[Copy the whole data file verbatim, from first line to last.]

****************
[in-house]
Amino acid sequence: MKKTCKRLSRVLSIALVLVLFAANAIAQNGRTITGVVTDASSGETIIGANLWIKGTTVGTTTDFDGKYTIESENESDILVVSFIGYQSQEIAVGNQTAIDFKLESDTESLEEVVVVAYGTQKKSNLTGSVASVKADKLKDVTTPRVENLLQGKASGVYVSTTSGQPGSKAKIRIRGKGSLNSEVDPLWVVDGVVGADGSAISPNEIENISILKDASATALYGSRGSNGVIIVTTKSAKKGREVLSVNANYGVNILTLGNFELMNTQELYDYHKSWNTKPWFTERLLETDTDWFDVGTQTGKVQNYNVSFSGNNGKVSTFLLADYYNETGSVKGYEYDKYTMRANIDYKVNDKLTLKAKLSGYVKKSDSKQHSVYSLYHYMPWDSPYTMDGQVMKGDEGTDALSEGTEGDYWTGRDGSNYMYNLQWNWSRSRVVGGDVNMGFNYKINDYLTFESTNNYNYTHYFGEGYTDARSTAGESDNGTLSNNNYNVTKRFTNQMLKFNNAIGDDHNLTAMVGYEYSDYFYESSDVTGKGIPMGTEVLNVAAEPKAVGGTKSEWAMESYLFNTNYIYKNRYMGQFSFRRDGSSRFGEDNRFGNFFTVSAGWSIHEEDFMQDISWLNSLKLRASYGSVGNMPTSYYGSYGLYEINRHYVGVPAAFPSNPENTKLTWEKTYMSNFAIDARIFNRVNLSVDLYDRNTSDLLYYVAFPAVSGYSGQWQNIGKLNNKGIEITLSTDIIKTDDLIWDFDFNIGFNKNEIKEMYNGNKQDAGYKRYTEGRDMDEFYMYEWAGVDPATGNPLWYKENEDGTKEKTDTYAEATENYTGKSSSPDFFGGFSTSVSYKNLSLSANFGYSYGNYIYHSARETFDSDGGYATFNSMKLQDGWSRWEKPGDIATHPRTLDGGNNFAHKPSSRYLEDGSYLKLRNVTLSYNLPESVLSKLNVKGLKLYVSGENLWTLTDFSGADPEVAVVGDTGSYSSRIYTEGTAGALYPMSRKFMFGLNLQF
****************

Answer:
[in-house]
Amino acid sequence: MKKTCKRLSRVLSIALVLVLFAANAIAQNGRTITGVVTDASSGETIIGANLWIKGTTVGTTTDFDGKYTIESENESDILVVSFIGYQSQEIAVGNQTAIDFKLESDTESLEEVVVVAYGTQKKSNLTGSVASVKADKLKDVTTPRVENLLQGKASGVYVSTTSGQPGSKAKIRIRGKGSLNSEVDPLWVVDGVVGADGSAISPNEIENISILKDASATALYGSRGSNGVIIVTTKSAKKGREVLSVNANYGVNILTLGNFELMNTQELYDYHKSWNTKPWFTERLLETDTDWFDVGTQTGKVQNYNVSFSGNNGKVSTFLLADYYNETGSVKGYEYDKYTMRANIDYKVNDKLTLKAKLSGYVKKSDSKQHSVYSLYHYMPWDSPYTMDGQVMKGDEGTDALSEGTEGDYWTGRDGSNYMYNLQWNWSRSRVVGGDVNMGFNYKINDYLTFESTNNYNYTHYFGEGYTDARSTAGESDNGTLSNNNYNVTKRFTNQMLKFNNAIGDDHNLTAMVGYEYSDYFYESSDVTGKGIPMGTEVLNVAAEPKAVGGTKSEWAMESYLFNTNYIYKNRYMGQFSFRRDGSSRFGEDNRFGNFFTVSAGWSIHEEDFMQDISWLNSLKLRASYGSVGNMPTSYYGSYGLYEINRHYVGVPAAFPSNPENTKLTWEKTYMSNFAIDARIFNRVNLSVDLYDRNTSDLLYYVAFPAVSGYSGQWQNIGKLNNKGIEITLSTDIIKTDDLIWDFDFNIGFNKNEIKEMYNGNKQDAGYKRYTEGRDMDEFYMYEWAGVDPATGNPLWYKENEDGTKEKTDTYAEATENYTGKSSSPDFFGGFSTSVSYKNLSLSANFGYSYGNYIYHSARETFDSDGGYATFNSMKLQDGWSRWEKPGDIATHPRTLDGGNNFAHKPSSRYLEDGSYLKLRNVTLSYNLPESVLSKLNVKGLKLYVSGENLWTLTDFSGADPEVAVVGDTGSYSSRIYTEGTAGALYPMSRKFMFGLNLQF